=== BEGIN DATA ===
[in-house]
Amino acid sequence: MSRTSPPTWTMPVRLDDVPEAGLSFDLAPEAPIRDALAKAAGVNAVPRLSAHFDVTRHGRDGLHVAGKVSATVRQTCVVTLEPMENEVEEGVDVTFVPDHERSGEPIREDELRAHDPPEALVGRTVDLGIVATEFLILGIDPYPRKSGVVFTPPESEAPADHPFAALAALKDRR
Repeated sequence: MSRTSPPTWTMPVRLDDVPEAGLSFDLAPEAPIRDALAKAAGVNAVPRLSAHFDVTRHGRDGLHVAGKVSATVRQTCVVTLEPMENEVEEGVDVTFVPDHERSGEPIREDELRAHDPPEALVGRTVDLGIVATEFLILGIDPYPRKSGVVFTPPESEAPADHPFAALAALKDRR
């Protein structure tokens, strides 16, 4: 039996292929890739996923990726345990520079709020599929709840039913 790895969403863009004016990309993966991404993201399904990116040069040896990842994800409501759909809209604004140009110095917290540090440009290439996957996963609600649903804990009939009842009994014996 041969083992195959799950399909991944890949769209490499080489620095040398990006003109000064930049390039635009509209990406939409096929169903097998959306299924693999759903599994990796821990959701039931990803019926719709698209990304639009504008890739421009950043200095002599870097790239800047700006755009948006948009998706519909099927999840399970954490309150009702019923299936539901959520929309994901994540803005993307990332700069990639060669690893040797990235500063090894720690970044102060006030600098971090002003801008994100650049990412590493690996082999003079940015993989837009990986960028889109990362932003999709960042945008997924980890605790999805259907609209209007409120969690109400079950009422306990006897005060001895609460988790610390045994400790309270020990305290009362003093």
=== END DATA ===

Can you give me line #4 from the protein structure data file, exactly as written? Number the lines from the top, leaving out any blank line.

């Protein structure tokens, strides 16, 4: 039996292929890739996923990726345990520079709020599929709840039913 790895969403863009004016990309993966991404993201399904990116040069040896990842994800409501759909809209604004140009110095917290540090440009290439996957996963609600649903804990009939009842009994014996 041969083992195959799950399909991944890949769209490499080489620095040398990006003109000064930049390039635009509209990406939409096929169903097998959306299924693999759903599994990796821990959701039931990803019926719709698209990304639009504008890739421009950043200095002599870097790239800047700006755009948006948009998706519909099927999840399970954490309150009702019923299936539901959520929309994901994540803005993307990332700069990639060669690893040797990235500063090894720690970044102060006030600098971090002003801008994100650049990412590493690996082999003079940015993989837009990986960028889109990362932003999709960042945008997924980890605790999805259907609209209007409120969690109400079950009422306990006897005060001895609460988790610390045994400790309270020990305290009362003093």